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Finding harmony: I used to draft designs for mobile homes

June 11, 2013

Then I had to grow up and get a real job.

Do you remember your first job? How much you were paid?

I don’t have the first dollar I ever earned or my first paycheck, but I still have scraps of paper listing most if not all of the jobs I have had. And now I will publish it for the world to see. I have lots of memories (aided by notes) but very few pictures of me in a work setting–funny how that is and I bet I’m not alone.

Like a lot of girls, my very first job was babysitting for neighbors, Jim and Christine, when I was 11 or 12. I was paid 35 cents an hour. Now I sound like I grew up in the Depression.

Then I got to the age when I actually ran an ad in the paper saying I would do ironing, babysitting and cleaning. Ironing, really? Yes! I felt grown up, running and paying for my own ad which cost about $3.75. So that got me my first gig for someone I didn’t know, and earning 75 cents an hour babysitting and ironing.

Over the years I also cleaned houses, scrubbed floors (and waxed them), painted, picked up pecans, pruned shrubbery, picked up corn in fields (my notes say to pay for homescoming dresses), and lots of odd jobs earning money for various youth groups trips and projects.

By the time I moved to Florida my senior year of high school, one summer I earned $5 a day as a waitress for Carpenter’s Steak House (plus tips). Over other summers during college, I cleaned for the town judge and a dentist at $1.70 an hour, drafted blueprints for the mobile home factory my father was involved in for a few years ($1.80 an hour) and did clerical work for the Calhoun County School Board at $2.10 an hour. I worked about two months at a steak house at Panama City Beach (which I thought would be a dream job), earning 75 cents an hour plus tips, averaging about $10 a night. My most unusual jobs were tutoring a businessman in Spain at $2.50 an hour while studying abroad my junior year of college, scrubbing pots and pans for a cookware demonstrator, and altering sleeves on the clothing of a woman whose arm enlarged inexplicably after she had surgery for breast cancer.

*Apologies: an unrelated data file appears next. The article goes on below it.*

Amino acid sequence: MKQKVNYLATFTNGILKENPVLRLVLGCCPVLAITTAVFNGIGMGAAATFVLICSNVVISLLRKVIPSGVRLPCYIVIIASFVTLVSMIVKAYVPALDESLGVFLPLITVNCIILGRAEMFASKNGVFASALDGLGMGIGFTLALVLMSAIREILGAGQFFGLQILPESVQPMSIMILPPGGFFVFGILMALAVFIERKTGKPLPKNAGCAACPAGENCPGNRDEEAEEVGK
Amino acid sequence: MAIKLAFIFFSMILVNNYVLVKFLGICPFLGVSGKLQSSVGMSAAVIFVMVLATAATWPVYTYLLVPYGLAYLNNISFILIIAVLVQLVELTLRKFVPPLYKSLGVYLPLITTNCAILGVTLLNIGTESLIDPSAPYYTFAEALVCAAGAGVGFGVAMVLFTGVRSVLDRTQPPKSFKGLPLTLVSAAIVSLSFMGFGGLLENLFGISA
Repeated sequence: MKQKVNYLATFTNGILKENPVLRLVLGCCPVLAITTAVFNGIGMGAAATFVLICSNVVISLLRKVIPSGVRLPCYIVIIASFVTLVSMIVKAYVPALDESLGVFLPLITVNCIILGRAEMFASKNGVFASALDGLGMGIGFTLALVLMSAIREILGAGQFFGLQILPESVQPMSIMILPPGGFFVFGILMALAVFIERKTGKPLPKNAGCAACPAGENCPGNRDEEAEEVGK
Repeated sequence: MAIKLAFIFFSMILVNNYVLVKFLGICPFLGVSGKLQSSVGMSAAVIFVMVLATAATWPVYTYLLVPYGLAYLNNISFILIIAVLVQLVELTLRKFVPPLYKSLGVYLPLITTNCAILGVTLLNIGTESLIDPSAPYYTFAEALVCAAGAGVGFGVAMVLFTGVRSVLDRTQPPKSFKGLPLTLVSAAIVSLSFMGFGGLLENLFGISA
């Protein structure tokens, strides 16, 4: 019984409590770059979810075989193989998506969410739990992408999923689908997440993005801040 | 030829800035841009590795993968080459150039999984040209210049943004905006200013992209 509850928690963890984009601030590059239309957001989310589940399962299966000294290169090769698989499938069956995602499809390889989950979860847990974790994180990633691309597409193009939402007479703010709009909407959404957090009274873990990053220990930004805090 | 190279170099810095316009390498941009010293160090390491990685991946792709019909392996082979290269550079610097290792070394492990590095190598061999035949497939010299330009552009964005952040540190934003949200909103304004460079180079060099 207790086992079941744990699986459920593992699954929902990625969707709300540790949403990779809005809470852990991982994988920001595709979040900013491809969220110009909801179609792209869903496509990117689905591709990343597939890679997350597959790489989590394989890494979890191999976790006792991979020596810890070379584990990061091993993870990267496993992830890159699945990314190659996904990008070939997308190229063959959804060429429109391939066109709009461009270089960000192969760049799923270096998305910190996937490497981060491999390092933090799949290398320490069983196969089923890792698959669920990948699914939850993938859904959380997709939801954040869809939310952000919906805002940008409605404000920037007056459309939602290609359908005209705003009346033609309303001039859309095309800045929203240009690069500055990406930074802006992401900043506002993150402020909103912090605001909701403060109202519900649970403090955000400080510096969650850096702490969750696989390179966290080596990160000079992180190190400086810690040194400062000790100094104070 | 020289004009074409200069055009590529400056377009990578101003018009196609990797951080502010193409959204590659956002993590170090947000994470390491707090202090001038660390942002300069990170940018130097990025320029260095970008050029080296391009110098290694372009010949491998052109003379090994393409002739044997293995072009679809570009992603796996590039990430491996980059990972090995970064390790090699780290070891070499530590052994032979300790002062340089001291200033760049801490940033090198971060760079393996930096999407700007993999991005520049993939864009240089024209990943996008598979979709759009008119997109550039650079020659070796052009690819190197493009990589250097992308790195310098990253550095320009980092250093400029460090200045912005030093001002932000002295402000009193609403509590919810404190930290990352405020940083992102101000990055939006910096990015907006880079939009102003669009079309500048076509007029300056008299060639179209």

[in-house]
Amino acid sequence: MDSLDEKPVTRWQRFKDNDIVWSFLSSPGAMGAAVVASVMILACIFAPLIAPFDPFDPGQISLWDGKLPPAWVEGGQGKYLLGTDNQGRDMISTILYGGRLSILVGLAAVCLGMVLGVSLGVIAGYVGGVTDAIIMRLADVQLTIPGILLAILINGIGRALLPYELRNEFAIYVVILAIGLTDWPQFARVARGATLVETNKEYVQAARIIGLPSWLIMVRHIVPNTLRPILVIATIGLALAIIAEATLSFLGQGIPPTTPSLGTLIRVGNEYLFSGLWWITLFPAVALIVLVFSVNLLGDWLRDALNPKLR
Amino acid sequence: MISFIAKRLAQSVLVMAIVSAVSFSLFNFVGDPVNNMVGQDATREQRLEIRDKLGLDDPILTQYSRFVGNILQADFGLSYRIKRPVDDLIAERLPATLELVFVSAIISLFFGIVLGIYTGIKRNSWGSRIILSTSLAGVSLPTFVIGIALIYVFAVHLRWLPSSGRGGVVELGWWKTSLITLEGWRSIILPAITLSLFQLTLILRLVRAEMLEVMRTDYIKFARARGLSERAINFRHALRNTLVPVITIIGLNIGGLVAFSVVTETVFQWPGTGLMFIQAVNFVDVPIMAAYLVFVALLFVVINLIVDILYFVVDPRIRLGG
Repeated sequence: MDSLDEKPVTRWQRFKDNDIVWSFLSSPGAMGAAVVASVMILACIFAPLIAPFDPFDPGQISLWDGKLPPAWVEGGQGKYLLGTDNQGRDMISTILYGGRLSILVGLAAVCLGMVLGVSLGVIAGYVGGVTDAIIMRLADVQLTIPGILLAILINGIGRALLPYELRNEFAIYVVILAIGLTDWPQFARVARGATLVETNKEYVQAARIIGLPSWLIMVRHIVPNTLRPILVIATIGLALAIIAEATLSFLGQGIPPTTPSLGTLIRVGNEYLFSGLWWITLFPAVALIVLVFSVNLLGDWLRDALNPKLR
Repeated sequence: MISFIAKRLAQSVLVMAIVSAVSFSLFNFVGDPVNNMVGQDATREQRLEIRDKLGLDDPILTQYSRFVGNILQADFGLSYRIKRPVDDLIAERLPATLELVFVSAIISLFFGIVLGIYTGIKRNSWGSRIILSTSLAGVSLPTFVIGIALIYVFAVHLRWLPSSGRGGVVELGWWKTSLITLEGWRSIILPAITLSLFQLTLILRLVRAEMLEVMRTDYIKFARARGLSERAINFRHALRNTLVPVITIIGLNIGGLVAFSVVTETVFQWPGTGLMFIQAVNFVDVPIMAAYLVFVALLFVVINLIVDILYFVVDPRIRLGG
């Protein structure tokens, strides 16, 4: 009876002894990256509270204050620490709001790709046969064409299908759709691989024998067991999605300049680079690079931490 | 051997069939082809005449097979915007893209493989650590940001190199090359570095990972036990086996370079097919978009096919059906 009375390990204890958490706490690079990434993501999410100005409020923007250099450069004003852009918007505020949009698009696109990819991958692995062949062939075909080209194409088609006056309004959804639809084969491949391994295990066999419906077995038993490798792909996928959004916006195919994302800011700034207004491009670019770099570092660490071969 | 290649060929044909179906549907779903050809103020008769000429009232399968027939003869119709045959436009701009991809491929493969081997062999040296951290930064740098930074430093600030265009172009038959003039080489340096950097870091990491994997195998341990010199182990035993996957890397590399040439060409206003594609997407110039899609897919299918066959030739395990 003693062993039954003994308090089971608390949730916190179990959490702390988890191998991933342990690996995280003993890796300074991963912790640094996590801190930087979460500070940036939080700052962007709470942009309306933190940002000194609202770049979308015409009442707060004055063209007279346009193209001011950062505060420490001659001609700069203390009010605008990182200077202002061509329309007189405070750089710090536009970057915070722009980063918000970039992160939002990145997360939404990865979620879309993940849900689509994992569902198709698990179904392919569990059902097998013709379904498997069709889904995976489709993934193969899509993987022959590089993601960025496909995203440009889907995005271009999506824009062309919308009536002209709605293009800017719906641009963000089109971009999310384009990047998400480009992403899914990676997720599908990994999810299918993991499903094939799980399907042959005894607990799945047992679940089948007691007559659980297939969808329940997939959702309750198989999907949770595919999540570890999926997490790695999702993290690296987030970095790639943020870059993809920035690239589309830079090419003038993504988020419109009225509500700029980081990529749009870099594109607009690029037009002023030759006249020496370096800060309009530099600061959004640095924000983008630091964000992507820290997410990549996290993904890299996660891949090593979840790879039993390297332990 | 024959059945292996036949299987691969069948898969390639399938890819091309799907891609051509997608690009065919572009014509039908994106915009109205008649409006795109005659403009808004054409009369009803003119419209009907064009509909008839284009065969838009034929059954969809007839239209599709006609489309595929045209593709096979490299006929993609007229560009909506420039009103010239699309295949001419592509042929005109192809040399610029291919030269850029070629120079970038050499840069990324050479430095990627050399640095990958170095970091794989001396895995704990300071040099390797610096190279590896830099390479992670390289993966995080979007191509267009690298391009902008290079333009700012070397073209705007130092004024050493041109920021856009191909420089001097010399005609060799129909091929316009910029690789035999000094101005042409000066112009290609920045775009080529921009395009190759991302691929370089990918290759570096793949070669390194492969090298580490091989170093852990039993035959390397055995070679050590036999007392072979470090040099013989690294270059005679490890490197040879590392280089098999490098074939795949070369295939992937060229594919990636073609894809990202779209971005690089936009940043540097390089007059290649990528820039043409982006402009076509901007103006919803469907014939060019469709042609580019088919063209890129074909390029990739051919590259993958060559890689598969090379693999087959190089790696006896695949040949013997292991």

And oh yeah, I was also a camp counselor a couple weeks, and a short order cook in my college’s snack shop, and later a dishwasher in the college cafeteria.

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Counselor at Lakewood Retreat Mennonite Camp, Fla., me far right. Circa 1972.

My worst job ever was working the night shift at a lumber mill in Florida. I was a “runner” for a huge plywood drying machine earning $2.05 an hour, which would have been ok, but there were no coffee or lunch breaks and when I asked about that my coworkers said you had to get fast enough to grab bathroom breaks or eat your lunch. After two nights, I decided there had to be a better job in town. There was, packing flannel shirts in bags at a sewing factory. I learned much from my coworkers as they talked about who was stepping out on whome, who was pregnant, who was getting a divorce.